My first semester at Art Center College of Design in Pasadena, our first assignment was a fashion headshot. Being young and on fire with all of it, I wanted something that stood out, so I went high contrast Kodalith film, black and white only… something extreme, but glossy… and I knew I was going to drop the color in.
The more I looked at the image, the more I wanted to evoke a deeper truth about who the model was. On my backpacking trip through Europe, I’d taken pictures of the layers upon layers of handbills for bands and films, rallies and whatever that had been posted and they seemed almost like collages. I took a scissors and cut the transparencies up and hand laid them on the imagine… kind of an homage to Warhol. It’s high contrast and high finish, with the color laid in to suggest those graphic feeling silkscreen polaroid portraits that he did.
This was the moment I understood photos from right here and right now could be art. Kodalith positive, with cut up transparencies laid on, it elevated the pieces to a new medium… and also captured the essence of rock at the time from Siouxie Sioux, Kiss, punk, even Bladerunner.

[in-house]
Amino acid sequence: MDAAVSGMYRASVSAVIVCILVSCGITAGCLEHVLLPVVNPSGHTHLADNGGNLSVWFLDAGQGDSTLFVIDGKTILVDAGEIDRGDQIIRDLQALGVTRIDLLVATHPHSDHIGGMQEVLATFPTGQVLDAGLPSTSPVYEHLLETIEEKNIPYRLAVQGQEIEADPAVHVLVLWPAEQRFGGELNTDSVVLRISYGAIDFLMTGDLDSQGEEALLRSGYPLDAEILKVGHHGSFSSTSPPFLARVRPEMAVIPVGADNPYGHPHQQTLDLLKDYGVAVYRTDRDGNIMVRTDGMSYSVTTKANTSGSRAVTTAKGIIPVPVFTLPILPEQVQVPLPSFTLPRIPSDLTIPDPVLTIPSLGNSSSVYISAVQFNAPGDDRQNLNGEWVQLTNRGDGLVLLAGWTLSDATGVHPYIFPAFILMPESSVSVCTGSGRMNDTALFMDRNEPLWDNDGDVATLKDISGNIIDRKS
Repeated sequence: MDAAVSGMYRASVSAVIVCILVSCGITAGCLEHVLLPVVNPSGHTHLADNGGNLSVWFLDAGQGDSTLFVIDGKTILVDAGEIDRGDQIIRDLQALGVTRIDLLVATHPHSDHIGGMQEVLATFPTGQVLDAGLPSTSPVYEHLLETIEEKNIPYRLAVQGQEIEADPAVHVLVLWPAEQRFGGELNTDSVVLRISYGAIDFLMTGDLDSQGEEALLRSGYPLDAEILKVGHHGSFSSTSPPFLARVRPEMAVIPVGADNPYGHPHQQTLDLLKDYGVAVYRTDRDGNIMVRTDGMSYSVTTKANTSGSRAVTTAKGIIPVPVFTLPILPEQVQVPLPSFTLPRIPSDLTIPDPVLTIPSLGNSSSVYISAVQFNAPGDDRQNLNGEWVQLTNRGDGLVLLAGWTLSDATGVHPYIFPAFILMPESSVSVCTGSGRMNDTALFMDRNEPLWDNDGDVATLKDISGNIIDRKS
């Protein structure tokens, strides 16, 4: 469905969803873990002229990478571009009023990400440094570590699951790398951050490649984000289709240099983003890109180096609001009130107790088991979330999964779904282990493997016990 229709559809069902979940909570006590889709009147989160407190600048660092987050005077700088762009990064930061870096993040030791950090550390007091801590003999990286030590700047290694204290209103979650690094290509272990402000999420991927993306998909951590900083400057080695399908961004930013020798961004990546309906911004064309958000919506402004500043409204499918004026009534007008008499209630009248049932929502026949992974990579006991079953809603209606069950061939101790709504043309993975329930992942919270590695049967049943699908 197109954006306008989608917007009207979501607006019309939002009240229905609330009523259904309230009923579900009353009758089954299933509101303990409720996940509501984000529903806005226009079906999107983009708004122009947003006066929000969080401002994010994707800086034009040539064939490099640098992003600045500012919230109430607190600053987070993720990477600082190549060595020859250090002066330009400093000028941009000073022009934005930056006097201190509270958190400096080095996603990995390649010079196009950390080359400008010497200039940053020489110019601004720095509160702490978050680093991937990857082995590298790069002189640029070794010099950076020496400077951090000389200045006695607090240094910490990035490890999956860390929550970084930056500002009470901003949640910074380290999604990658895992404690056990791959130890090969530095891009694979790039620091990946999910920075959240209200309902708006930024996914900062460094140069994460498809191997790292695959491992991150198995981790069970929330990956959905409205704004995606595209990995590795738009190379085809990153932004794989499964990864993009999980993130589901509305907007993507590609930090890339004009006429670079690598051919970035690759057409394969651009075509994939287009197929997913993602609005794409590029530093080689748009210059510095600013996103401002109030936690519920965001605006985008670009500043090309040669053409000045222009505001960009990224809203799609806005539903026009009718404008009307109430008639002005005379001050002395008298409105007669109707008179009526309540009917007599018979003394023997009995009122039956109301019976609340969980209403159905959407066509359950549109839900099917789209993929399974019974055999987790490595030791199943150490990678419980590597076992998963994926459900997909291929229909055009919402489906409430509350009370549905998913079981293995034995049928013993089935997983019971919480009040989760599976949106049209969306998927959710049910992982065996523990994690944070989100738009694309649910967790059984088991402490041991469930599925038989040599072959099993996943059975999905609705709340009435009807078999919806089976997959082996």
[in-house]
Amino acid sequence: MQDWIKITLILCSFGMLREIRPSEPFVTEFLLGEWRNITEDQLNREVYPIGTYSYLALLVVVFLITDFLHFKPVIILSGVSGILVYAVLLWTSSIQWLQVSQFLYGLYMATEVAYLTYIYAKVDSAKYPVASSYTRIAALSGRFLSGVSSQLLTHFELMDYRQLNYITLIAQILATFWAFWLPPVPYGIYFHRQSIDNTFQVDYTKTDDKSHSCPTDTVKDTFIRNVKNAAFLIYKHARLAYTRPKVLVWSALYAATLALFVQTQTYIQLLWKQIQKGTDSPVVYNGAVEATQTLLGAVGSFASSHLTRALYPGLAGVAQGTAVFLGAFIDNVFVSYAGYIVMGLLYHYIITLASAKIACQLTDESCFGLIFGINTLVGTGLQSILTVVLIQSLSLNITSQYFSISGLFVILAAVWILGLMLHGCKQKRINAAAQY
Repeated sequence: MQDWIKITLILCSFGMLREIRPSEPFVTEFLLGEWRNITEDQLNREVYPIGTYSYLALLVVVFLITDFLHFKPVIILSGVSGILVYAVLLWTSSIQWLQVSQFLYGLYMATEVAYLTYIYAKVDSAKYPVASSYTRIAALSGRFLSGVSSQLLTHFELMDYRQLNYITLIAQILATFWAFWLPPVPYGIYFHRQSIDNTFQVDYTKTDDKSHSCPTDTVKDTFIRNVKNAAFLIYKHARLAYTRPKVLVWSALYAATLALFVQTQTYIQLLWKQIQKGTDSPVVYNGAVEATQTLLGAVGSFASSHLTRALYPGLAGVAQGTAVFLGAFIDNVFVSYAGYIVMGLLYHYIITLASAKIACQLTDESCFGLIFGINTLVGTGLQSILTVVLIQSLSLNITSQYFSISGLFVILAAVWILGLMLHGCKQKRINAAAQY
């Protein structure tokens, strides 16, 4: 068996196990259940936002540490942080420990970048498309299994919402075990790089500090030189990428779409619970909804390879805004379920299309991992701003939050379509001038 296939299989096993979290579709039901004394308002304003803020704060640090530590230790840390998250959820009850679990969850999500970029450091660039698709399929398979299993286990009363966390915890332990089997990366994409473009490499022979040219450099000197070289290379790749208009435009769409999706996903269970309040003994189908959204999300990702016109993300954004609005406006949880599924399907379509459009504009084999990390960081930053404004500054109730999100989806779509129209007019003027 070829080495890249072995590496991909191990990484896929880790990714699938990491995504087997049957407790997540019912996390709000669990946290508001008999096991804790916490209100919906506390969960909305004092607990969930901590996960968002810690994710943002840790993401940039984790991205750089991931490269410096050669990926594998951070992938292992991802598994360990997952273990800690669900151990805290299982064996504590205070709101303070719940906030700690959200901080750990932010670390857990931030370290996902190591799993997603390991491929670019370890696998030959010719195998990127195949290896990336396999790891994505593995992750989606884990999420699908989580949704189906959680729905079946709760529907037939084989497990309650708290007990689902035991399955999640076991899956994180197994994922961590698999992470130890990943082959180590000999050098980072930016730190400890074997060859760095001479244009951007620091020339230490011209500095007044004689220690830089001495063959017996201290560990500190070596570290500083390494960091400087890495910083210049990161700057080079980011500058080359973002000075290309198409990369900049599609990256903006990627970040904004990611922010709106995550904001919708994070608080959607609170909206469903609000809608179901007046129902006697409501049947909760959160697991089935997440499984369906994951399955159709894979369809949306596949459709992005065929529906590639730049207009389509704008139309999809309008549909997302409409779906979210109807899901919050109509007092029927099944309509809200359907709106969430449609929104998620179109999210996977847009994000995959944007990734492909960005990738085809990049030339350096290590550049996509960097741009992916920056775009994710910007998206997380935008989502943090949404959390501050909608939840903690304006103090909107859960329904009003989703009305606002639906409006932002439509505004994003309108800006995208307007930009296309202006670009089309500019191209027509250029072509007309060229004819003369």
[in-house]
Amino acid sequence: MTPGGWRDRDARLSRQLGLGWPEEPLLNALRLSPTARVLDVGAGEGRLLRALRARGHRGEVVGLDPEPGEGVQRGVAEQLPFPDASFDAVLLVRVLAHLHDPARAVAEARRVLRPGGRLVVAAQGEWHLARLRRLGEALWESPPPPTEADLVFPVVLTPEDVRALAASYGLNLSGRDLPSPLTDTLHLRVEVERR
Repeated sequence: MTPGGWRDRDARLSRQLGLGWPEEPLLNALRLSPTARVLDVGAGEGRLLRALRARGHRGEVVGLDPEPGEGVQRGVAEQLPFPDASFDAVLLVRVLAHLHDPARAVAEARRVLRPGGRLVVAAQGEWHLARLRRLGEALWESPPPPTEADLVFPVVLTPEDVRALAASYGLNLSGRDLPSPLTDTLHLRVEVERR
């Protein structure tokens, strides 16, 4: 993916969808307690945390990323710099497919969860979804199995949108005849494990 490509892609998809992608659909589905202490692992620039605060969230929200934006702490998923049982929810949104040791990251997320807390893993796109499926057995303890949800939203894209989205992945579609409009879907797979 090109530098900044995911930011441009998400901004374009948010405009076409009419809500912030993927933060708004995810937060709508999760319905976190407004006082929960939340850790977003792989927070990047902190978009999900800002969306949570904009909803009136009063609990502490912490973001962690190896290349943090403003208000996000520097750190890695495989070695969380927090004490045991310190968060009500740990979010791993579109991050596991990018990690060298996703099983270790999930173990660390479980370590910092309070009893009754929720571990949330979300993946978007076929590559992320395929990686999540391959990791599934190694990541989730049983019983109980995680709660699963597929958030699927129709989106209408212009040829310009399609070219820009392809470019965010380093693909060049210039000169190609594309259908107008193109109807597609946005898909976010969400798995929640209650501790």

My teacher kind of looked at it when everyone’s assignments were turned in and didn’t say much… but one of the guys from Guns N Roses later told me when he found out I was the guy who created this, “Man, I’ve got that postcard in my bedroom.”
So the obvious thing to do was shoot the most interesting girl in town. The town was San Diego, and the girl went by the name Cleopatra. Her boyfriend played bass in an up-and-coming local band, and I thought of Cleopatra as pretty much the gnarliest punk rocker around.
Of course I didn’t tell her it was my first shoot…
“The piece that launched a career. At Art Center College of Design in Pasadena, my first assignment was a fashion headshot. Cleopatra was not a proper fashion model. The professor was horrified.”